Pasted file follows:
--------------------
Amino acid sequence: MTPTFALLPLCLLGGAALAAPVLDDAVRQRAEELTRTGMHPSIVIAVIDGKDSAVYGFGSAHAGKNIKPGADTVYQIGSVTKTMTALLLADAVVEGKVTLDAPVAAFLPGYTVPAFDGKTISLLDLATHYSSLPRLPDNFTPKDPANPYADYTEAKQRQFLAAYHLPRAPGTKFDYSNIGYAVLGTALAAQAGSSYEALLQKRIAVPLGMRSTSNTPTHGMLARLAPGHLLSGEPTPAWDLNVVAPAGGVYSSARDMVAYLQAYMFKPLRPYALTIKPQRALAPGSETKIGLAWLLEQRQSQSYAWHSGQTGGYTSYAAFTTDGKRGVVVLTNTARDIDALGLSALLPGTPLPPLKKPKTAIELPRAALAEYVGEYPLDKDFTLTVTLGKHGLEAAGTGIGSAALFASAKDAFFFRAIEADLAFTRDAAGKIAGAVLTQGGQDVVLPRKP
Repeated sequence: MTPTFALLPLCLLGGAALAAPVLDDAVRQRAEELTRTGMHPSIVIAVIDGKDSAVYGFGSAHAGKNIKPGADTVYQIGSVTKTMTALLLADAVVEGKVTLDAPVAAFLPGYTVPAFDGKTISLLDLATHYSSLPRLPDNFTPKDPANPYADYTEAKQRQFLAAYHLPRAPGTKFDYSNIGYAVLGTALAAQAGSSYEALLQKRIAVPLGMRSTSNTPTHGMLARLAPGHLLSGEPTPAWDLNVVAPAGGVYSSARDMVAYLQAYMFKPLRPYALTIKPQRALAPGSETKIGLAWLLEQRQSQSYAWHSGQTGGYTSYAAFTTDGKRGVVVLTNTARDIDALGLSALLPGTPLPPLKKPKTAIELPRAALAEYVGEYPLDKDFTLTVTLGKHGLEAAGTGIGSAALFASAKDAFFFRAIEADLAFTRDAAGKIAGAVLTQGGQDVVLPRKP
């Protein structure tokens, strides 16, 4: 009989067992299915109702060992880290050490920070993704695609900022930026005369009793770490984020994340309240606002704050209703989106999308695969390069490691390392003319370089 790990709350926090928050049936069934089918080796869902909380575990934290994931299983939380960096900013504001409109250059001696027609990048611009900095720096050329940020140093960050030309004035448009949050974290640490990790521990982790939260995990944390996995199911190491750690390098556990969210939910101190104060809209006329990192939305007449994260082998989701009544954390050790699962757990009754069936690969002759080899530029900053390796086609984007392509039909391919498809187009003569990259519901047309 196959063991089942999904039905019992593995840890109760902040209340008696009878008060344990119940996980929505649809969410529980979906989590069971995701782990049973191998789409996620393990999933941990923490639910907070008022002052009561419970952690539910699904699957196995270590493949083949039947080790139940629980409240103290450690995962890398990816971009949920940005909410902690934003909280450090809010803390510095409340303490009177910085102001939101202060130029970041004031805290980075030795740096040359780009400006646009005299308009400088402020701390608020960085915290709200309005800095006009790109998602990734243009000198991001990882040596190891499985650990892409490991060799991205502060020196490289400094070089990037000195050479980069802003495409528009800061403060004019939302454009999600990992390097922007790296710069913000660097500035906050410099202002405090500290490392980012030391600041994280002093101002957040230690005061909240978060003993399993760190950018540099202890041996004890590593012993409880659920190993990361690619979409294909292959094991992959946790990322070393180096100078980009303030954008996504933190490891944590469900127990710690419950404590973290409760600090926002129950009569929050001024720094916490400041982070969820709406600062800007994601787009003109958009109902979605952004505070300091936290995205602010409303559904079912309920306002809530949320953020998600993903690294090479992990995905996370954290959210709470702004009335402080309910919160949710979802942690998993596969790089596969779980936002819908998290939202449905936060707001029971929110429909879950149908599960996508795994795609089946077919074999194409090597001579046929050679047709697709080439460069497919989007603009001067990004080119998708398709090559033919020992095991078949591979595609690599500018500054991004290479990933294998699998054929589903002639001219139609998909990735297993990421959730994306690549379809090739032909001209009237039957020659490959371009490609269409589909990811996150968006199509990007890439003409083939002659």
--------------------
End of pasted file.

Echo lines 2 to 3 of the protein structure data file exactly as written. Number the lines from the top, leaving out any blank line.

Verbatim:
Repeated sequence: MTPTFALLPLCLLGGAALAAPVLDDAVRQRAEELTRTGMHPSIVIAVIDGKDSAVYGFGSAHAGKNIKPGADTVYQIGSVTKTMTALLLADAVVEGKVTLDAPVAAFLPGYTVPAFDGKTISLLDLATHYSSLPRLPDNFTPKDPANPYADYTEAKQRQFLAAYHLPRAPGTKFDYSNIGYAVLGTALAAQAGSSYEALLQKRIAVPLGMRSTSNTPTHGMLARLAPGHLLSGEPTPAWDLNVVAPAGGVYSSARDMVAYLQAYMFKPLRPYALTIKPQRALAPGSETKIGLAWLLEQRQSQSYAWHSGQTGGYTSYAAFTTDGKRGVVVLTNTARDIDALGLSALLPGTPLPPLKKPKTAIELPRAALAEYVGEYPLDKDFTLTVTLGKHGLEAAGTGIGSAALFASAKDAFFFRAIEADLAFTRDAAGKIAGAVLTQGGQDVVLPRKP
């Protein structure tokens, strides 16, 4: 009989067992299915109702060992880290050490920070993704695609900022930026005369009793770490984020994340309240606002704050209703989106999308695969390069490691390392003319370089 790990709350926090928050049936069934089918080796869902909380575990934290994931299983939380960096900013504001409109250059001696027609990048611009900095720096050329940020140093960050030309004035448009949050974290640490990790521990982790939260995990944390996995199911190491750690390098556990969210939910101190104060809209006329990192939305007449994260082998989701009544954390050790699962757990009754069936690969002759080899530029900053390796086609984007392509039909391919498809187009003569990259519901047309 196959063991089942999904039905019992593995840890109760902040209340008696009878008060344990119940996980929505649809969410529980979906989590069971995701782990049973191998789409996620393990999933941990923490639910907070008022002052009561419970952690539910699904699957196995270590493949083949039947080790139940629980409240103290450690995962890398990816971009949920940005909410902690934003909280450090809010803390510095409340303490009177910085102001939101202060130029970041004031805290980075030795740096040359780009400006646009005299308009400088402020701390608020960085915290709200309005800095006009790109998602990734243009000198991001990882040596190891499985650990892409490991060799991205502060020196490289400094070089990037000195050479980069802003495409528009800061403060004019939302454009999600990992390097922007790296710069913000660097500035906050410099202002405090500290490392980012030391600041994280002093101002957040230690005061909240978060003993399993760190950018540099202890041996004890590593012993409880659920190993990361690619979409294909292959094991992959946790990322070393180096100078980009303030954008996504933190490891944590469900127990710690419950404590973290409760600090926002129950009569929050001024720094916490400041982070969820709406600062800007994601787009003109958009109902979605952004505070300091936290995205602010409303559904079912309920306002809530949320953020998600993903690294090479992990995905996370954290959210709470702004009335402080309910919160949710979802942690998993596969790089596969779980936002819908998290939202449905936060707001029971929110429909879950149908599960996508795994795609089946077919074999194409090597001579046929050679047709697709080439460069497919989007603009001067990004080119998708398709090559033919020992095991078949591979595609690599500018500054991004290479990933294998699998054929589903002639001219139609998909990735297993990421959730994306690549379809090739032909001209009237039957020659490959371009490609269409589909990811996150968006199509990007890439003409083939002659």